What to Know
- NBC New York tested the Olympic knowledge of attendees at a viewing for the games at the Waterline Square Park.
- Many of the viewers were excited to see the swimming and gymnastics events.
- Simone Biles was an olympic favorite among many viewers.
It’s been one week since fans from around the world took to their screens to cheer on athletes competing in the Tokyo 2020 Olympic Games. Despite the 13-hour time difference, New Yorkers have shown their support by watching the games at home or at outdoor viewings located throughout the city.
On Wednesday, NBC New York traveled to the Upper West Side's Waterline Square Park to a daily Tokyo Olympics viewing and spoke to over a dozen individuals to find out how much local support there is for the Tokyo Games.
Many told NBC New York that they found out about the showing only because they are residents near the park.
"I've been here almost everyday since it started, but I've been doing the yoga classes so that's how I found out [about the viewing] at class," said Upper West Side resident Nancy Roberts.
While most of the attendees came to enjoy the event cheering no particular sport in mind, others waited patiently to watch their favorite game. Swimming and gymnastics remained the most popular among residents, while others preferred track and field.
"Track and field is my favorite sport, particularly the 200-M, 100-M and relays, because those are my events," said New York City athlete, Payton Carter.
As for a favorite Olympian, Simone Biles was a popular choice among most attendees. However, several preferred Olympic veterans, like the legendary basketball player Michael Jordan who participated and medaled in the 1984 and 1992 games, came up as favorites.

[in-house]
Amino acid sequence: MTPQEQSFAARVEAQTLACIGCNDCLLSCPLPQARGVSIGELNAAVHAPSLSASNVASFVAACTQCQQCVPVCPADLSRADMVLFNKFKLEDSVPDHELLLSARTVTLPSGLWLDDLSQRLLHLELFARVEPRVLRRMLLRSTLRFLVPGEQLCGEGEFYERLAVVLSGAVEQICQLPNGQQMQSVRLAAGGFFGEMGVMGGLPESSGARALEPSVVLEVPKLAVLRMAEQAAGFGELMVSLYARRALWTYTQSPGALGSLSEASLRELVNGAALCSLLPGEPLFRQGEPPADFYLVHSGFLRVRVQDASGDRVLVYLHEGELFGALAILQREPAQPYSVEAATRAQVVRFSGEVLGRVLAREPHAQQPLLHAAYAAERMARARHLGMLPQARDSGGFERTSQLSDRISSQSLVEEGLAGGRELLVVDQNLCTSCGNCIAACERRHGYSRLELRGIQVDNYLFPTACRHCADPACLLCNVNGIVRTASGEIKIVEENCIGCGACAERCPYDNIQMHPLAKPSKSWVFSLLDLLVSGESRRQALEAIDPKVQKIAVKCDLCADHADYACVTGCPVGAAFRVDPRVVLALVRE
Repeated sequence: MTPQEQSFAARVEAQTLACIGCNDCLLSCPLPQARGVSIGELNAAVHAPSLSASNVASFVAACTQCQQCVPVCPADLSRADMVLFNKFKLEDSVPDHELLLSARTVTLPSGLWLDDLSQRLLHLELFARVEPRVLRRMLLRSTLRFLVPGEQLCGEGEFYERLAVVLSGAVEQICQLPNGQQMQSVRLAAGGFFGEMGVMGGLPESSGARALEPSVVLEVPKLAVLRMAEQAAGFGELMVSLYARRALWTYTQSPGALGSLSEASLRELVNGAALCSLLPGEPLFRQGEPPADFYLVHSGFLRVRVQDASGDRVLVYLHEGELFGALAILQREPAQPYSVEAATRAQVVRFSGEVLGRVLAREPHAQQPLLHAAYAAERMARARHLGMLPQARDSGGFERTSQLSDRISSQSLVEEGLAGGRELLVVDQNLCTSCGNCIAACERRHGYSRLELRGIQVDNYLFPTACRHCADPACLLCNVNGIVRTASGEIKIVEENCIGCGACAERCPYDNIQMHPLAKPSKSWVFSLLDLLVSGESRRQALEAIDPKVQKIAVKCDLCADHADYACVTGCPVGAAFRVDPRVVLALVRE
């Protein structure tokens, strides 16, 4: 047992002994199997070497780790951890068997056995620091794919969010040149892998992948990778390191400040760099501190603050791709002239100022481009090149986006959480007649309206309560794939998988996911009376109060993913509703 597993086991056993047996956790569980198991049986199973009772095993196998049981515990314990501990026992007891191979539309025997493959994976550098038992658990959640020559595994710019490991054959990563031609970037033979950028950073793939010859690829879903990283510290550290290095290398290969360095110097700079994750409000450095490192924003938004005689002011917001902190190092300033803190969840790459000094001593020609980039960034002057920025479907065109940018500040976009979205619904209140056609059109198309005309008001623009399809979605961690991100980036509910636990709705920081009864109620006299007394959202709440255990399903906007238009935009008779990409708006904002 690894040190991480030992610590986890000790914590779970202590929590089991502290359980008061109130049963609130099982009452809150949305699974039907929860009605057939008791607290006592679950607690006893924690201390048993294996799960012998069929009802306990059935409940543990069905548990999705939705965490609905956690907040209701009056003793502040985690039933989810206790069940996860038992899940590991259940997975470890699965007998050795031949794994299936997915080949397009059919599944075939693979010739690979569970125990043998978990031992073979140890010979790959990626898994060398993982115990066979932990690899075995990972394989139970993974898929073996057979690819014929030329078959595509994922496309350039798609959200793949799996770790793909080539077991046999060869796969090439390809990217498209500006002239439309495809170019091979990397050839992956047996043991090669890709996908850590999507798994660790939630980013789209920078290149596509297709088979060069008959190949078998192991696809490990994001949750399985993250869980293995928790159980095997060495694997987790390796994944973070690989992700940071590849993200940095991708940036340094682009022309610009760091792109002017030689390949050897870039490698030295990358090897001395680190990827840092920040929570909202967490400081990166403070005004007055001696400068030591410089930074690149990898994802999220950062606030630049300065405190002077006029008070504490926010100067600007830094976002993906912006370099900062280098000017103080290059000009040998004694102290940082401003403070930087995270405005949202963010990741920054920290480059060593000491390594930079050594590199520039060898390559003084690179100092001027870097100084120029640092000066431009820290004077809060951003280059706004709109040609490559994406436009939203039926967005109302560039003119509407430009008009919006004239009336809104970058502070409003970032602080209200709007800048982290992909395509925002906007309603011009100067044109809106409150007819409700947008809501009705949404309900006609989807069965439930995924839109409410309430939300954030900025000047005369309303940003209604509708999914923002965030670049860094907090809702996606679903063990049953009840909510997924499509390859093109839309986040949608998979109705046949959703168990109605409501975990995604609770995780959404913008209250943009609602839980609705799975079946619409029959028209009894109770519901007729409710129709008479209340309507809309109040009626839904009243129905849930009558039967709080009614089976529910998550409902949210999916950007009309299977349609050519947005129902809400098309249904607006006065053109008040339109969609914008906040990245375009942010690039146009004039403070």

"I really like Simone Biles. She's a classic one. I also like Alex Walsh from swimming and Matt Anderson," Yaara Elimelech told NBC New York.
NBC New York also challenged residents with a couple of Olympic trivia questions. Out of the group who partook in the trivia, only 3 knew that the Olympic games originated in Greece. Even fewer knew that the Olympic rings stood for the five continents competing at the games.
"It was based on the first five original continents. I believe that during the first Olympics when that happened, it was only five continents at the time, and as it [the lands] spread, now we formed up to seven [continents]," said Avdi Akgun.
However, none of the viewers could name one tri-state Olympian competing at the Tokyo Games.
Here are just a few of the New York, New Jersey and Connecticut contenders:
Sue Bird, Basketball, Syosset, N.Y.
Colton Brown, Judo, New Brunswick, N.J.
Tina Charles, Basketball, Queens, N.Y.
English Gardner, Track and Field, Voorhees Township, N.J.
Daryl Homer, Fencing, New York, N.Y.
Helen Maroulis, Wrestling, Jersey City, N.J.
Sydney McLaughlin, Track and Field, New Brunswick, N.J.
Dalilah Muhammad, Track and Field, Queens, N.Y.
Alexis Sablone, Skateboarding, Old Saybrook, C.T.
Jessica Springsteen, Equestrian, and daughter of New Jersey music legend, Bruce Springsteen
Despite a seeming lack of knowledge, many New Yorkers expressed heartfelt dedication to Team USA.
Waterline Square Park, located on the Upper West Side (cross streets Freedom Place South and West 61st Street) is hosting Tokyo Olympics viewings starting at 5 p.m. daily until Aug. 8.
For those who cannot make it to the park, every single event can be streamed live on NBCOlympics.com and the NBC Sports app, and many can also be seen on the television networks of NBC.